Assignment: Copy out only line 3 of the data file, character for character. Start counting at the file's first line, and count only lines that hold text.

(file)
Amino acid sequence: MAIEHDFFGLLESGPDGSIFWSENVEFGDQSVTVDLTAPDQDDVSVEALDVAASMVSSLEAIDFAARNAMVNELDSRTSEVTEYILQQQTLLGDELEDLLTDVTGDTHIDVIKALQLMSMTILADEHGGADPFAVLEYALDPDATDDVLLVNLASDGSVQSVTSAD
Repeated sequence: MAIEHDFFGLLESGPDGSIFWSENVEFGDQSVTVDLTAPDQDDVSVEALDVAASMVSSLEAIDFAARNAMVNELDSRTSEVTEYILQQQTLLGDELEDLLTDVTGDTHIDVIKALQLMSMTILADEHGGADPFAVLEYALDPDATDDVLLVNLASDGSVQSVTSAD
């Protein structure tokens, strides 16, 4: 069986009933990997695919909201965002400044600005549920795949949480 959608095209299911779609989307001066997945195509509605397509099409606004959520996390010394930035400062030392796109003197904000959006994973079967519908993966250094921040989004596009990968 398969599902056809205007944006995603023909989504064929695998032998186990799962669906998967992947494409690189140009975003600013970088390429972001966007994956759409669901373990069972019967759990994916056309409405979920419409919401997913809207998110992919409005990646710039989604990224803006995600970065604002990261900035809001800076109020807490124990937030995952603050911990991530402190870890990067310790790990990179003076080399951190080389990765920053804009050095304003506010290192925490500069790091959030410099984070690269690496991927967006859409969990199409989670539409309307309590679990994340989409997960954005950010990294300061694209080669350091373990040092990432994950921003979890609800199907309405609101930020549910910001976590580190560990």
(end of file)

């Protein structure tokens, strides 16, 4: 069986009933990997695919909201965002400044600005549920795949949480 959608095209299911779609989307001066997945195509509605397509099409606004959520996390010394930035400062030392796109003197904000959006994973079967519908993966250094921040989004596009990968 398969599902056809205007944006995603023909989504064929695998032998186990799962669906998967992947494409690189140009975003600013970088390429972001966007994956759409669901373990069972019967759990994916056309409405979920419409919401997913809207998110992919409005990646710039989604990224803006995600970065604002990261900035809001800076109020807490124990937030995952603050911990991530402190870890990067310790790990990179003076080399951190080389990765920053804009050095304003506010290192925490500069790091959030410099984070690269690496991927967006859409969990199409989670539409309307309590679990994340989409997960954005950010990294300061694209080669350091373990040092990432994950921003979890609800199907309405609101930020549910910001976590580190560990």